Next, the problem can often be traced back to education, which has a significant correlation with wealth, in neighborhoods and families. Lack of economic success among US-born blacks compared to that of black immigrant families is inherently tied to level of education. People with lower incomes pay a lower percentage of that income toward taxes. Since lower income people tend to gather in low-income neighborhoods, their neighborhoods often contribute less into the tax system. Public schools are funded locally through property taxes, and most poor and black people do not own their homes in impoverished and ghettoized neighborhoods. Therefore, the schools received less funding, resources, and educational attention in many ways. If you can’t get a good education, you’re condemned to fail in the job market, which is often decided by your degrees, certifications, and skills. Those poor and black communities reproduce unskilled labor [1, 2, 3]. Additionally, while black wealth has slightly increased and poverty decreased over time, “white family wealth was seven times greater than black family wealth” most recently [Source]. Again, poverty isn’t an exclusively black issue. Finally, working hard and getting an education have usually not been perfect solutions for closing the wealth gap, for poor people in general, but also for most blacks. Studies find that simply putting money into schooling doesn’t address the issue of broader social deprivation.

    I never claimed that the systemic problem was ONLY one of racism against blacks, which has been well researched. My claim is that there are consistent impediments at the institutional and individual levels that are concentrated among poor US-born blacks whose largely inherited and structurally-perpetuated conditions reproduce a cyclical process of poverty and violence. It’s an iterative process whereby children grow up poor, lack proper education, skills, and training for higher-paying work, and reproduce that cycle in future generations. It’s a poverty issue foremost, compounded by the racial factor and its historical significance.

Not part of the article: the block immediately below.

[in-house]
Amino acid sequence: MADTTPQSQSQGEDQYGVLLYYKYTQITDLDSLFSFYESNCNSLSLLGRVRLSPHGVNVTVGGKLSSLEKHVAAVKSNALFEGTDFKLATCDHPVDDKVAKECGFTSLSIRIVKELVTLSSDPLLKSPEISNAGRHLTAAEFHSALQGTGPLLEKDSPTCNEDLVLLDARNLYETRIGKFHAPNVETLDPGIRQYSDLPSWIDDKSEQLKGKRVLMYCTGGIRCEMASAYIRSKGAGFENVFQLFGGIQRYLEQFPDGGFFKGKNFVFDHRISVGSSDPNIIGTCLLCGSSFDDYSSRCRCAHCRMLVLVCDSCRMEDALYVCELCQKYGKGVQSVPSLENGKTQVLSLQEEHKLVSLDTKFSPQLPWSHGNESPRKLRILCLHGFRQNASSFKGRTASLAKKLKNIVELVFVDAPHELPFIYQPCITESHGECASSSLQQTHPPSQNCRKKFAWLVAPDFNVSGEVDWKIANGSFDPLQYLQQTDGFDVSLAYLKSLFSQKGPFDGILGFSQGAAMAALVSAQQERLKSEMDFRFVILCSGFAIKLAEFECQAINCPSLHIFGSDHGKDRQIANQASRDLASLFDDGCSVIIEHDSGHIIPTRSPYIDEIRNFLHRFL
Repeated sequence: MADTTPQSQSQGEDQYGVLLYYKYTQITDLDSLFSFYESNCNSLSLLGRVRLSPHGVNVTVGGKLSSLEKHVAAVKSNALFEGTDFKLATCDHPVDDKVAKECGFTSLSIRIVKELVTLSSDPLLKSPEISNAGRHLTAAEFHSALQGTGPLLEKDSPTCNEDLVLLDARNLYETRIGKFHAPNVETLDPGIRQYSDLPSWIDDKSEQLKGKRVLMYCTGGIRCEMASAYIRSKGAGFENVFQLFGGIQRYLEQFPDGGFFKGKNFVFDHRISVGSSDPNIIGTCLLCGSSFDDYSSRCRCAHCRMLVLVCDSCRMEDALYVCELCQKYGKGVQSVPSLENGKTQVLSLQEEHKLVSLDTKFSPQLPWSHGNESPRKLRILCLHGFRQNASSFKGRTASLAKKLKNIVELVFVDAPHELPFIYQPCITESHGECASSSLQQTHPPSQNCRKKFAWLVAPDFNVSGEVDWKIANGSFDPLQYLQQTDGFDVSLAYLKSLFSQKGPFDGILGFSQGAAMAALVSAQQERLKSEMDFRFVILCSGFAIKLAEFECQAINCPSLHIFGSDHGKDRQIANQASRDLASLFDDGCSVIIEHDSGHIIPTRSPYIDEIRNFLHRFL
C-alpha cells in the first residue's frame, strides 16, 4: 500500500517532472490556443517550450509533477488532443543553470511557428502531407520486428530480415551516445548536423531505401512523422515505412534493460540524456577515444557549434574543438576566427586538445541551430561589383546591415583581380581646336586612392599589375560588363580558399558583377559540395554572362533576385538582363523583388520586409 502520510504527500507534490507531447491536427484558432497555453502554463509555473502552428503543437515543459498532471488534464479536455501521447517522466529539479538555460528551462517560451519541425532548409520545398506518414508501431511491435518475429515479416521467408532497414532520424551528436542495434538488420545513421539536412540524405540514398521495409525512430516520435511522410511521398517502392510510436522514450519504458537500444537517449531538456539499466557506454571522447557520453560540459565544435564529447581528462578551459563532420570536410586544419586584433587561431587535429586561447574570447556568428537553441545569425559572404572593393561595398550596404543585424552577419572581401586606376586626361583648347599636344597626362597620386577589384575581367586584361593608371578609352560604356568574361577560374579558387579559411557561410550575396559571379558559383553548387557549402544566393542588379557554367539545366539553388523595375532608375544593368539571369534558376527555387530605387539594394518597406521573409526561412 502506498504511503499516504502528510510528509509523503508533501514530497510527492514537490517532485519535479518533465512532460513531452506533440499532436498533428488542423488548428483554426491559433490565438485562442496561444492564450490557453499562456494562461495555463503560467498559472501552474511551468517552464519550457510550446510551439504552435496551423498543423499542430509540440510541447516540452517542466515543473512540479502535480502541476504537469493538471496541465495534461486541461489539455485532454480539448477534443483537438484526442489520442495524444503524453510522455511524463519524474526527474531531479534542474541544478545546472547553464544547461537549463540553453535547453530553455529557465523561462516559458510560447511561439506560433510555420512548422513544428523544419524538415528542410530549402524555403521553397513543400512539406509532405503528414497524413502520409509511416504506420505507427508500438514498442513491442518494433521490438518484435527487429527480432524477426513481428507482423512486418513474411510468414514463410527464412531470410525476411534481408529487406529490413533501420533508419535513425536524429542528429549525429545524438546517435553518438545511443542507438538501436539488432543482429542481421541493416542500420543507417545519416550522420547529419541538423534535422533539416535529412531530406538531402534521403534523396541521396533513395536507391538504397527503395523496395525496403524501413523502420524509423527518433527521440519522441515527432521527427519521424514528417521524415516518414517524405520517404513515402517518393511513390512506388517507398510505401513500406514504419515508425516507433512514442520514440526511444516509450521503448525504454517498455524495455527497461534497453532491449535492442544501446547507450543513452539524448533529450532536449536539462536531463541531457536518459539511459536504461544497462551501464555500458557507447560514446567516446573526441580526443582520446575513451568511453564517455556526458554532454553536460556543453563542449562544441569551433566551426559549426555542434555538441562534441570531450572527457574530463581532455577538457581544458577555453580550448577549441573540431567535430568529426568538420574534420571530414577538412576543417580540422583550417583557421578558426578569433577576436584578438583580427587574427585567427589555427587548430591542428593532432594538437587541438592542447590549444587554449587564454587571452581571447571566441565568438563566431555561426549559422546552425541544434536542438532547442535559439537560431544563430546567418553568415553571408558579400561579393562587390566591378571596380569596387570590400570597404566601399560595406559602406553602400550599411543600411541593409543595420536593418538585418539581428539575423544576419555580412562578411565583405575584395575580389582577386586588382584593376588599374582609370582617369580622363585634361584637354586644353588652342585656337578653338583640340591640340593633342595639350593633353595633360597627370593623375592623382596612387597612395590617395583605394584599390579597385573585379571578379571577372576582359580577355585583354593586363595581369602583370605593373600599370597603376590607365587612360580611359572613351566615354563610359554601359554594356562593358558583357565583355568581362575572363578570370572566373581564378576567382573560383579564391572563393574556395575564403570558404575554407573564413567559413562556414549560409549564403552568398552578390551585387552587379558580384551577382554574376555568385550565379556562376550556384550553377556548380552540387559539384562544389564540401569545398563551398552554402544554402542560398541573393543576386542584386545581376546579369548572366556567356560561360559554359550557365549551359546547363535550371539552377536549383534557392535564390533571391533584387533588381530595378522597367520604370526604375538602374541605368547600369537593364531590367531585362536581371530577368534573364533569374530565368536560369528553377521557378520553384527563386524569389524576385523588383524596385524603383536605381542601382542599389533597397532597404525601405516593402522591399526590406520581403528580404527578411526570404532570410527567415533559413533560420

LOL, nice deflection. I countered your anecdotal social media “evidence” with my own factual anecdotal evidence. Are you telling me I shouldn’t trust what I see in real life and only trust what I see on social media? Like I’ve said, the race aspect is the most visceral part of this, and, by attempting to counter their narrative with your own on race, you fell in their trap. I fully recognize that the issue not just one of race, which is why my discussion is one based around class/wealth/poverty.

    Nobody’s holding whole groups guilty! The point remains that there might be many of the protestors who are prejudiced or biased against white people, but to charge them with racism is false because racism entails holding a measure of power that can be officially acted upon to purposely inflict damage on another group.

    Social media can be deluding, people telling police officers to take a knee and the like are the equivalent of those in Lebanon calling for “isqat al-nizam” and indicative of the empty, performative aspects of wokeness. They amount to nothing tangible but to make people feel better about themselves. If this continues, I promise nothing will fundamentally change. I summarized what I think could change from the protests and it’s not much. The point remains that we keep seeing instances of excessive use of force by officers and the fact there will be some slight measure of accountability now is a good thing for all and doesn’t indicate a decline in western civilization.

    I’ll make the same argument that Donald Trump made after the Charlottesville protests, there are good people and bad people on both sides. And I will add to it that one group inherently exerts more power and influence than others. Those protestors brandishing their guns in statehouses looked as much like ISIS as those BLM protestors supposedly do ;).




    LOL again. I’m saying the conditions that allowed for Obama to be elected were favorable toward whites, and he advanced a system that didn’t threaten white interests, so your assertion that racism is over is incorrect because his election did not, in fact, could not, change the system. Why can’t I have this conversation? A Lebanese can’t talk about race?
    i will address your post shortly, but i appreciate the effort going into it, even if we disagree.
     
    HalaMadrid

    HalaMadrid

    Active Member
    Orange Room Supporter